A “Now Hiring” sign is shown at Dunkin’ Donuts along Route 51 on Thursday, 8/12/21 (Pittsburgh City Paper photo).
By Ryan Deto
PITTSBURGH — Everyone has seen the signs.
At several restaurants and retailers across Pittsburgh, workers have quit en masse, or walked out and announced the establishment is closed with hastily made handwritten posters. Sometimes the workers share an emphatic “We Quit” message, sometimes they walk out without letting anyone know.
Whether it’s done out of frustration, organized labor action, or public safety, places such as Subway, Family Dollar, and Burger King have faced dramatic labor shortages in Pittsburgh this summer.
The walk-outs have been so frequent, many have been left scratching their heads, trying to figure out what is driving this shortage of workers. Some have hypothesized that people are sick of working for low wages and are demanding to be better compensated. Others have guessed there are still lingering fears over coronavirus, as cases have started to increase and vaccination rates have slowed. And, there are likely other factors people might not have thought of at all.
It’s difficult to exactly point to one cause for Pittsburgh’s pandemic labor struggles. But Pittsburgh City Paper spoke to three local experts in hope of providing some answers.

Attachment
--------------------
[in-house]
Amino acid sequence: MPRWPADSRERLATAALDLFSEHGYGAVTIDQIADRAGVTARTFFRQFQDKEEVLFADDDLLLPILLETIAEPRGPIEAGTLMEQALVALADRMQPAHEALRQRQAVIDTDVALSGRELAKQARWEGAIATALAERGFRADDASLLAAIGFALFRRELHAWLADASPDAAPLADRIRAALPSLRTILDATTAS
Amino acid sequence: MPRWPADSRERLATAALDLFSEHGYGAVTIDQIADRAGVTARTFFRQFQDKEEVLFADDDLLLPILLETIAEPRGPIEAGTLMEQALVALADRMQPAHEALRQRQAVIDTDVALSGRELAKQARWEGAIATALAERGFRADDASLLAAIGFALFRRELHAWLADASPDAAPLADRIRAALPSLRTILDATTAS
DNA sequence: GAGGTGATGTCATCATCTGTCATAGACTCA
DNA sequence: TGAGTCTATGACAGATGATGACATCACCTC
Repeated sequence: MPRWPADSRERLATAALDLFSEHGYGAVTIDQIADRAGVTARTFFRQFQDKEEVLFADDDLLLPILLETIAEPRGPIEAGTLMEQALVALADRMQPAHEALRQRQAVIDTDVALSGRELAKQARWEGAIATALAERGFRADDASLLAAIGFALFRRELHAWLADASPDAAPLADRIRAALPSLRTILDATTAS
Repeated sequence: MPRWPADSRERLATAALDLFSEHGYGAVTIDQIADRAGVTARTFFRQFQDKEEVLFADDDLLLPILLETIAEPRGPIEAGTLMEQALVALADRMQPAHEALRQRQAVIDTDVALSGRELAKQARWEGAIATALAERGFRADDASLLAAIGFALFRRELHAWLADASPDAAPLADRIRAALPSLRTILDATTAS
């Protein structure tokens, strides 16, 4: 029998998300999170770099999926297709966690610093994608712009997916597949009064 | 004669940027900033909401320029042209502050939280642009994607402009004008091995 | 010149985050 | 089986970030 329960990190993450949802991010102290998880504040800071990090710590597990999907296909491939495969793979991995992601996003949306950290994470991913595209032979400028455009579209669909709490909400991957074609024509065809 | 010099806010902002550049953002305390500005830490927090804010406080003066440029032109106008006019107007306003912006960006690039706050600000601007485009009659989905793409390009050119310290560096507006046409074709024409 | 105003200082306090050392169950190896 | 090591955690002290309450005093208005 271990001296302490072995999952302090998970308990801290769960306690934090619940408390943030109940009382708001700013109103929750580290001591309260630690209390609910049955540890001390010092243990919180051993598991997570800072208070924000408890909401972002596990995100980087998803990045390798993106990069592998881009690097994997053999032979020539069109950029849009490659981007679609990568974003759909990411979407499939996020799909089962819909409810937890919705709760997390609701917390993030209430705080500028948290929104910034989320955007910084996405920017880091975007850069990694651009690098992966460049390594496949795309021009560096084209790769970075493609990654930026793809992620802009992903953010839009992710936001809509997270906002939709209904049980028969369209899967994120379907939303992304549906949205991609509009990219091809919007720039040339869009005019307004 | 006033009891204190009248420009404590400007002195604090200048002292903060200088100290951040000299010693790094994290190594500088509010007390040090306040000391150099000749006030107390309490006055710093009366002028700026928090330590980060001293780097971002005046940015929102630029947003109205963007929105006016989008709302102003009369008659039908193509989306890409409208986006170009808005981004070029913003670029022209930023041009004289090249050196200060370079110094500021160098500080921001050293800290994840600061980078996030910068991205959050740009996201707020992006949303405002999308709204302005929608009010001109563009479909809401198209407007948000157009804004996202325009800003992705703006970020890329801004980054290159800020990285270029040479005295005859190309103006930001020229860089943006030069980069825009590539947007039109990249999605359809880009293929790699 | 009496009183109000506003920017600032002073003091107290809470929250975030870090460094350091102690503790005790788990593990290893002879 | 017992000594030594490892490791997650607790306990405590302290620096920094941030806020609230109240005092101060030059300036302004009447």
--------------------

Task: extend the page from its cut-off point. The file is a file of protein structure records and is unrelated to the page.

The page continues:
Economists say Pittsburgh’s demographics are likely playing a part, as many of the region’s large number of older workers have been spurred into early retirement thanks to the pandemic, and replacing them with younger workers hasn’t come easy.
They also note that, while some industries like hospitality are seeing shortages, there appears to be a corresponding growth in warehousing and logistics jobs. Workforce development experts believe these shifts are likely caused by people looking for better pay and better workplace environments.
Toni Felice, director of data and evaluation at local workforce development group Partner4Work, is among the experts who believe employers might need to start adjusting to the shifting desires of Pittsburgh’s changing workforce if they want to be able to make sure all their available positions are filled.
“The thing about Pittsburgh is we have a strong work ethic. We want to work,” Felice said. “I think this [pandemic] has given us an opportunity to ask, ‘How do we want to work?’ People used to define themselves by their career, and this pandemic has maybe helped people realize that they don’t want to live that way.”